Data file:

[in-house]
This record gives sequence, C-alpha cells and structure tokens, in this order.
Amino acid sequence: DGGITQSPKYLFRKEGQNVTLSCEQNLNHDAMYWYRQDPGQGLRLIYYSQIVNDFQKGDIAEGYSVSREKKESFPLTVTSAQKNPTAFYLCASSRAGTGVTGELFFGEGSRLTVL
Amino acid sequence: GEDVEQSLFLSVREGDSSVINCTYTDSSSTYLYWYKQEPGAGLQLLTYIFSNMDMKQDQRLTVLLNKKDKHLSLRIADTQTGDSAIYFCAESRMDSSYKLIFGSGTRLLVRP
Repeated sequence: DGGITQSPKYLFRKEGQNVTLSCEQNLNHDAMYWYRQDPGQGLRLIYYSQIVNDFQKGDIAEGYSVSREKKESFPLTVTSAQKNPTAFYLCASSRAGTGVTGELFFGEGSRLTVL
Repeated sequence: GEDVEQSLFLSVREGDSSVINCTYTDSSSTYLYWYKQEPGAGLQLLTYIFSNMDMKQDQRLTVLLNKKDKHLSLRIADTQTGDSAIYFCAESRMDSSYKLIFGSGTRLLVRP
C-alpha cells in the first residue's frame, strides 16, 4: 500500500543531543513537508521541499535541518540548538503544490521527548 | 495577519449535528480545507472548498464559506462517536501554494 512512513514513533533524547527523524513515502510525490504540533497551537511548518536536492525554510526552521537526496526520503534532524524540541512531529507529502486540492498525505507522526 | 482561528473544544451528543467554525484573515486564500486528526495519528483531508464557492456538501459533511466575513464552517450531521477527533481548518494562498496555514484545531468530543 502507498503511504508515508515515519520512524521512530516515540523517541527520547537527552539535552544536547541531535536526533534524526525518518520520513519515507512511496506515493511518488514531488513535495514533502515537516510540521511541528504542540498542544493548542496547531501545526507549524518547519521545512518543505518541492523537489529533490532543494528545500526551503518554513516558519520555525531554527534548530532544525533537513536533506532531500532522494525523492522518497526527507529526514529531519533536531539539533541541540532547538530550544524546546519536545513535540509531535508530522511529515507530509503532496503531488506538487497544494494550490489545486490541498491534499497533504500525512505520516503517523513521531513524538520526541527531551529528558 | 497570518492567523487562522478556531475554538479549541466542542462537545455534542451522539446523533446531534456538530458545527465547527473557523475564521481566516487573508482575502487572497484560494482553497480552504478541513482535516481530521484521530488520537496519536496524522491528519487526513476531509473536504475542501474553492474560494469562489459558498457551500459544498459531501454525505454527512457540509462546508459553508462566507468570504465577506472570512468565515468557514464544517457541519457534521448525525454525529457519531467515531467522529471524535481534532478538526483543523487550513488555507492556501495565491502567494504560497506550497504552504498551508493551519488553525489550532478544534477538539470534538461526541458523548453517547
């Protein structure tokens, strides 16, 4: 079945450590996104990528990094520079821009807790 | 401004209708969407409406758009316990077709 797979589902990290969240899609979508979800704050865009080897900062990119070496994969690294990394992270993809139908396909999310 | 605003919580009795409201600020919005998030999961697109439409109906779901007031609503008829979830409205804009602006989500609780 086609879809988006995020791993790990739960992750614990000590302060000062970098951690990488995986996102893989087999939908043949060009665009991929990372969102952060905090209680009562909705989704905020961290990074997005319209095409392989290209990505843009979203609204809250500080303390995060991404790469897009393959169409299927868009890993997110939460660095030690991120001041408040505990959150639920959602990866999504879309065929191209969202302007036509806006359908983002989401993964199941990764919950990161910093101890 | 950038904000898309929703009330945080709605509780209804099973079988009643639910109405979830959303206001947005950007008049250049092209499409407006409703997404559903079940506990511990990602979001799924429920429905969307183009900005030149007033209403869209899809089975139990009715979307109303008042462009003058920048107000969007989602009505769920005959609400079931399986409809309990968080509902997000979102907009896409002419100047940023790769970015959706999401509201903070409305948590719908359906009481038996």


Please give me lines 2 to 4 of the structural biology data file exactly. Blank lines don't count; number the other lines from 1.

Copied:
This record gives sequence, C-alpha cells and structure tokens, in this order.
Amino acid sequence: DGGITQSPKYLFRKEGQNVTLSCEQNLNHDAMYWYRQDPGQGLRLIYYSQIVNDFQKGDIAEGYSVSREKKESFPLTVTSAQKNPTAFYLCASSRAGTGVTGELFFGEGSRLTVL
Amino acid sequence: GEDVEQSLFLSVREGDSSVINCTYTDSSSTYLYWYKQEPGAGLQLLTYIFSNMDMKQDQRLTVLLNKKDKHLSLRIADTQTGDSAIYFCAESRMDSSYKLIFGSGTRLLVRP